Canon EOS-1D Mark II Review
The EOS-1D Mark II is supplied with two applications, Canon EOS Viewer Utility is a development of EOS File Viewer Utility and includes and improved user interface and additional features. Canon Digital Photo Professional is aimed more at RAW browsing and batch RAW management and conversion. What's slightly odd is that both EOS Viewer Utility and Digital Photo Professional are capable of performing similar tasks and at first it's a little difficult to decide which to use.
Canon EOS Viewer Utility (126.96.36.199)
After starting EOS Viewer Utility the main window is displayed, it is divided into four panes; Folder list (top left), Bookmark (bottom left), Thumbnail display (center), Histogram / Information / Notes (right). Thumbnails shown can be from your local computer (or network) or connected camera. Double click on a single image to open the single image view window (see below). Images can be organized or manipulated individually or as a group (by selecting more than one image). Icons along the toolbar allow you to rotate, check / uncheck, protect / unprotect, modify IPTC data and erase images (among other functions).
The single image view window enables a large view of the chosen image and can be manipulated on its own, this includes RAW adjustments provided by the Tool Palette window (see below). You can change the magnification level and pan around the image.
Tool Palette Window
Press CTRL+T or select 'Tool Palette' from the View menu to display the RAW adjustment tool palette. This window allows for adjustment of RAW parameters for RAW images.
This small floating window can be used in both the main window thumbnail view (with one or more RAW images selected) or in single image view. Settings applied to an image are memorized by EOS Viewer Utility. One of the single biggest improvements in EVU compared to the older FVU is that adjustments occur with only a slight delay, this makes applying subtle exposure compensation or white balance corrections very easy and very quick.
Adjustments which can be applied are:
Digital Exposure Compensation: +/-2 EV in
0.1 EV steps
Select EOS Capture from the Option menu to launch the EOS Capture remote control application which allows you to control camera settings and trigger exposures on a tethered camera.
Images are saved to the local hard disk (and optionally also the storage card). Settings are adjusted by clicking on the setting on the display pannel and pressing the left or right adjustment arrows.
Additionally you can also execute 'Timer Shooting' (time lapse) which can be configured to take an exposure at specific intervals.
With the camera attached to the computer you can select the Camera Settings option, from here you can modify various settings such as the owners name, date & time, personal functions and shot settings including parameters, tone curve, personal white balance, color matrix and JPEG quality.
Canon Digital Photo Professional (188.8.131.52)
Upon starting Digital Photo Professional you could be forgiven for thinking it is the same as EOS Viewer Utility, and to a large degree it is. However there are some subtle differences. Firstly the thumbnail view looks subtly different, the folder view is still there on the side but along the top is the oversized tool bar with big 'press here to adjust' buttons (mostly for RAW manipulation). There are also several things you can't do in DPP, you can't connect to an attached camera, you can change the camera settings, nor can you use DPP to transfer images from the camera to your hard disk.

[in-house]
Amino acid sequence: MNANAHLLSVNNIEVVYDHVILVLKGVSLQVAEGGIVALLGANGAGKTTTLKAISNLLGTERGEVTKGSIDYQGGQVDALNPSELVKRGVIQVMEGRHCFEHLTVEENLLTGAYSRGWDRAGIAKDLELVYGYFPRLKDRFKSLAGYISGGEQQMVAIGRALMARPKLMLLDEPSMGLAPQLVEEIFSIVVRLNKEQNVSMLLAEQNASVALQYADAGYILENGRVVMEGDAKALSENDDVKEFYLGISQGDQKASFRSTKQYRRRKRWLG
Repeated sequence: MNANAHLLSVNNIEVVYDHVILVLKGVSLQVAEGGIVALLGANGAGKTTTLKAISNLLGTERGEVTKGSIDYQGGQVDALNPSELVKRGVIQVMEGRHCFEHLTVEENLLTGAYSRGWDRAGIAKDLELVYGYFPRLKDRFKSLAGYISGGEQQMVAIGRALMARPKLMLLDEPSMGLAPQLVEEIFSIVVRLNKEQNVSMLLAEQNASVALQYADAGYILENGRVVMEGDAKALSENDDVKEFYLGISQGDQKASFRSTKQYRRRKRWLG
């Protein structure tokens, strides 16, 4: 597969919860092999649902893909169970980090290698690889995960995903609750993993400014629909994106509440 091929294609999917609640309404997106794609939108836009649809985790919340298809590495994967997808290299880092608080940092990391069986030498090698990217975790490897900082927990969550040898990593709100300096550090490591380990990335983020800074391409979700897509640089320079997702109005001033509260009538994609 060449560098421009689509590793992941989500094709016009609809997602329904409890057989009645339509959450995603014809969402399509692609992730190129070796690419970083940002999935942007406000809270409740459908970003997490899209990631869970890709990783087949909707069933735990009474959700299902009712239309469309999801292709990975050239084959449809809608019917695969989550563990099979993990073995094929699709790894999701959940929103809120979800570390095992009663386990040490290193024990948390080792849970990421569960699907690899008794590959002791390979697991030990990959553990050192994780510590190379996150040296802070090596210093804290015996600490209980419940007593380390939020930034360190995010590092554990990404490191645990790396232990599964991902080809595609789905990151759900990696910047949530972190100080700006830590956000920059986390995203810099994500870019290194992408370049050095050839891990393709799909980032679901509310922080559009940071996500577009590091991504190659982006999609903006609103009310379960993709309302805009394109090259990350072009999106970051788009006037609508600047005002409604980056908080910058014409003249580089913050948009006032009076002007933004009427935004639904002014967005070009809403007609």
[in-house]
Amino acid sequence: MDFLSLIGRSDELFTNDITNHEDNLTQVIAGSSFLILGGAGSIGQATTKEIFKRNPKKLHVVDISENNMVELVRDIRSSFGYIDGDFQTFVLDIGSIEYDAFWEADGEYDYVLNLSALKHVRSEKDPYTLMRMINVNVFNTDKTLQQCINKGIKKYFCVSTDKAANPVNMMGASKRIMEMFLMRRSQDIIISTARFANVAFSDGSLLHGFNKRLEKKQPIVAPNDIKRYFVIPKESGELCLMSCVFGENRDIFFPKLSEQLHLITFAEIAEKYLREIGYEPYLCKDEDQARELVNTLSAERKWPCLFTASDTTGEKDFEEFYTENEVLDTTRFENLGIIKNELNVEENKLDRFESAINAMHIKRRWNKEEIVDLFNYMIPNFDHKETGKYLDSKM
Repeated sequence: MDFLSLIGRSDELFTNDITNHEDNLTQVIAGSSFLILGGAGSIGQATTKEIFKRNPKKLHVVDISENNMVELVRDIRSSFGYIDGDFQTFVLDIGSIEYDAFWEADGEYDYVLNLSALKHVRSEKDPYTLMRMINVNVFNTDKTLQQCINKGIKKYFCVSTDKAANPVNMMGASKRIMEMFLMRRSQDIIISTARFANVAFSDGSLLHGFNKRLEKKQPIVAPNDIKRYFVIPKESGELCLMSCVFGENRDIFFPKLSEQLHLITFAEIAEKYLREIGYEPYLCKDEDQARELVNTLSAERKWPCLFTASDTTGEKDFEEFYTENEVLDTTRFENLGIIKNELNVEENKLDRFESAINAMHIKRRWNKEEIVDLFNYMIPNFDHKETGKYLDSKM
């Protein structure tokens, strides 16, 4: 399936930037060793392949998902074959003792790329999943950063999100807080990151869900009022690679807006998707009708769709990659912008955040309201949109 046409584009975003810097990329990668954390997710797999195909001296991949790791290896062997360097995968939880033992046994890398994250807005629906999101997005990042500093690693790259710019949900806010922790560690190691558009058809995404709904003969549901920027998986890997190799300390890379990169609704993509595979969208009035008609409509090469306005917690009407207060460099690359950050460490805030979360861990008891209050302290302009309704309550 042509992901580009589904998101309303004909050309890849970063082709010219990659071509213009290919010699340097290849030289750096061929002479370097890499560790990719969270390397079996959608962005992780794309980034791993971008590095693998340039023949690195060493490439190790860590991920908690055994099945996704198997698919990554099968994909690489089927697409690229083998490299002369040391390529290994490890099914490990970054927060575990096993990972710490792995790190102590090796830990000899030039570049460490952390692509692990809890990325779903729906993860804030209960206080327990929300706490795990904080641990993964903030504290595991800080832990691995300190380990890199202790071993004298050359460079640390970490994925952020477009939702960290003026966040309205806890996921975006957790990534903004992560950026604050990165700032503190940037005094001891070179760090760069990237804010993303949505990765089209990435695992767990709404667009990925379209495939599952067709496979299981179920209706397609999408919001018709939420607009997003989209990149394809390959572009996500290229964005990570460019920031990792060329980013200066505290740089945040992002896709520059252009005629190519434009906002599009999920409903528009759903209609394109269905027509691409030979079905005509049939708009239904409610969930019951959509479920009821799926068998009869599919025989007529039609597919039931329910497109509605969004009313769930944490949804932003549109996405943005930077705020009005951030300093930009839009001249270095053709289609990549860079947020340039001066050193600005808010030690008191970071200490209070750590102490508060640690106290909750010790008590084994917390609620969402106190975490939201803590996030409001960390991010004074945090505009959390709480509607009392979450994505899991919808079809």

The main thumbnail view has three different size options as well as an interesting thumbnail with information view as seen below. Note that adjustments such as brightness and white balance can be made to single or multiple files (just like EVU) and are remembered across multiple sessions (although EVU and DPP don't appear to share this database of adjustments).
Select one or more images and click on the 'Edit image window' (or simply double click on a single image) to switch to the edit window where you can carry out various RAW adjustments such as digital exposure compensation, white balance, tone curve and color. Curiously DPP's sharpness setting is on the save dialog which means you can't tune (or store) a sharpness setting for each image. The shot below shows the oversized toolbar running along the top of the window, selected thumbnails down the left side (this can be turned off), a before and after (optional) view of the image in the center and adjustments to the right. Note that unlike EVU adjustments
On the right side of the edit window are the adjustments tabs, the first allows you to carry out adjustment to brightness (digital exposure compensation; +/-2 EV in 0.01 EV steps), white balance, RAW tone curve, color adjustment (shot, faithful, custom), custom tone curve (multi point), brightness, contrast, hue and saturation.
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